28 October 2020
By Muhammad Firdaus
Journalism plays an integral role in society by educating the public and shaping opinions. At Yale-NUS College, students interested in pursuing journalism as a career will find plenty of opportunities to develop their skills, build their network and further their professional development.
A key driving force behind such opportunities stems from close collaborations between our student organisations and the College’s Centre for International & Professional Experience (CIPE) to bring in professionals from the field of journalism to share their experiences and insights.
On 13 October 2020, student group Roosevelt Network at Yale-NUS organised a panel discussion titled Policy-Powered Journalism, where seasoned journalists were invited to share about their roles in demystifying public policy. The stimulating discussion covered various subjects, ranging from the elements of a good opinion piece (op-ed) and the role of a reporter in discussing public policy, to the relevance of journalism in a social media-saturated world.
Speaking on their motivations in organising the panel discussion, Vice President (Policy) of the Roosevelt Network, Kaezeel Yeo (Class of 2023) said, “One of the Roosevelt Network’s main goals is to make policy ideas accessible to the general public – what better way to do this than to widen our reach through the age-old op-ed format? To write an effective op-ed requires an understanding of its demands and implications, which is why we decided to organise this panel.”
Screengrab of the featured panellists over Zoom (clockwise from left): Associate Professor of Practice at the Lee Kuan Yew School of Public Policy, James Crabtree; Senior Journalist at BBC London, Vincent Ni; Associate Editor at The Strait Times, Chua Mui Hoong and alumna moderator Harini V (Class of 2018). Photo provided by Lim Tian Jiao.
“We were fortunate that several extremely qualified speakers with decades of experience in op-ed writing and editing agreed to grace our panel. Additionally, their diverse journalistic backgrounds, spanning different countries and news organisations with many political leanings meant that they could offer opposing perspectives to the same issues, which really enriched the discussion,” said Lim Tian Jiao (Class of 2023).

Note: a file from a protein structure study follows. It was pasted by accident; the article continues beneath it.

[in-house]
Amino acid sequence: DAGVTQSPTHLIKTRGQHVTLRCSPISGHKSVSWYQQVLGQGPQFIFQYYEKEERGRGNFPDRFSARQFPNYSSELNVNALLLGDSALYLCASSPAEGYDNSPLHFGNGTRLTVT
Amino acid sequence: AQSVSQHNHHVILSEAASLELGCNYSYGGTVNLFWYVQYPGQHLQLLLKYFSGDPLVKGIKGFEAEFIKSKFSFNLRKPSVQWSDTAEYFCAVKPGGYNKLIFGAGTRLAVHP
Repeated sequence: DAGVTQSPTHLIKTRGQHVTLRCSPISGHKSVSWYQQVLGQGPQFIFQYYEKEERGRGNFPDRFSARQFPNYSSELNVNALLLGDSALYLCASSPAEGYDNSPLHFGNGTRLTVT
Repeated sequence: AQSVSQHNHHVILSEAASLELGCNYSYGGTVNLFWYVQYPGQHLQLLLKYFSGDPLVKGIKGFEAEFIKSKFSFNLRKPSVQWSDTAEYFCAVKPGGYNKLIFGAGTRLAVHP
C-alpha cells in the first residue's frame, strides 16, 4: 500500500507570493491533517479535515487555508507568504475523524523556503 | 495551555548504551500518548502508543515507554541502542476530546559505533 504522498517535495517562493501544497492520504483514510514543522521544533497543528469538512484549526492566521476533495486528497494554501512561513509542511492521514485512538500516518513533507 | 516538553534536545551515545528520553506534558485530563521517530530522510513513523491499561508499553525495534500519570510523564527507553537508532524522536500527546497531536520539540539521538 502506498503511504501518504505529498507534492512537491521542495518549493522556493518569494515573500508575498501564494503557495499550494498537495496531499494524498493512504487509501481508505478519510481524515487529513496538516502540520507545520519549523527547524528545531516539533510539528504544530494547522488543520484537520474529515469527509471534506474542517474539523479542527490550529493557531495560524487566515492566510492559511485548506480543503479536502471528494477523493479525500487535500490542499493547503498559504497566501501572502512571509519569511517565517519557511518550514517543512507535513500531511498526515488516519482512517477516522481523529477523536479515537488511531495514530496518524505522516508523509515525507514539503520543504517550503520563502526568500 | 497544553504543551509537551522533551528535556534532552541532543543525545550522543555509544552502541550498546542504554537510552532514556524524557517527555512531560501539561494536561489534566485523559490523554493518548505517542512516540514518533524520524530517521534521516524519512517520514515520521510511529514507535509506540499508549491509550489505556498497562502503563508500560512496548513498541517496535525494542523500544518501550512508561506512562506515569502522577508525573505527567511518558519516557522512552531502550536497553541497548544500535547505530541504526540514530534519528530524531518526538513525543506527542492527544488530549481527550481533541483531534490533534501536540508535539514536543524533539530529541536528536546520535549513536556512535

Live screening session of the panel discussion. The panel was well-received, with about 40 attendees in total, watching over Zoom and during the live screening. Photo provided by Lim Tian Jiao.
During the event, participants gained insights into how emerging discourse on social media might interact with elite institutions which peddle factual news. Kaezeel explained that the role of the op-ed in the midst of increased polarity and a litany of opinions online is to provide fair arguments that maintain intellectual integrity and resist polemical writing. “Overall, a nuanced understanding of the reporting and op-ed landscape of Singapore and the world at large will inform the way our members continue to share their public policy research with the public”, added Kaezeel.
On 30 September 2020, a similar panel – Journalists of the Global South – was organised by the College’s student-run publication, The Octant. The panel saw prominent professionals such as Libyan journalist Heba Alshibani; executive editor of Rest of World, Anup Kaphle and the 2019 World Press Freedom Hero award-winner, Cyril Almeida sharing their insights with Yale-NUS students.
Drawing from their extensive experience navigating law, politics and culture in various developing regions, the panellists shared their perspectives on the challenges facing quick access to information and what free press means beyond the West.
“At many higher institutes, conversations about the press and journalism seems to be limited to the western bubble, and any reporting on the Global South region seems to always be written for a western audience,” Editor-in-Chief of The Octant, Avani Adhikari (Class of 2021) noted. “In a college like ours, where a significant number of students come from the South and many have ambitions to work as journalists in the region, it becomes important to have an unbiased depiction on what the region is actually like. We imagined this panel being a part of the larger conversation on decolonising academia — to learn more about the information industries of the areas we call home, not through western articles but through the lived experience of people who worked on the ground,” Avani elaborated.
These panel discussions were held in conjunction with the Journalism Pathway, a programme offered by CIPE. Established earlier this year, the Pathway holds regular workshops and events that allow students to develop their narrative craft, employ technical skills across different media, and cultivate an understanding of the journalism landscape. In an industry that is rapidly transforming, students get to hear first-hand from prominent speakers on current trends, new developments and the future of journalism. The events also give students the chance to network and open doors to potential internship, freelance and employment opportunities.
“We often hear from our speakers about the traits required to be successful in this field: intellectually curious, critical thinker, relationship builder, strong communicator, and fighter for the common good. These often overlap the skills and interests of students from a liberal arts background and are connected to the College’s core values of exploration and making a positive impact in the world,” Senior Programme Manager (Leadership & Global Citizenship) at CIPE, Ms Jenika Kaul explained.
“We are making efforts to feature more regional voices in journalism. We will continue to partner with the Writers’ Centre and Arts & Humanities, and engage our students and alumni to cultivate a space that facilitates the sharing of ideas, articles, and opportunities,” Ms Kaul added.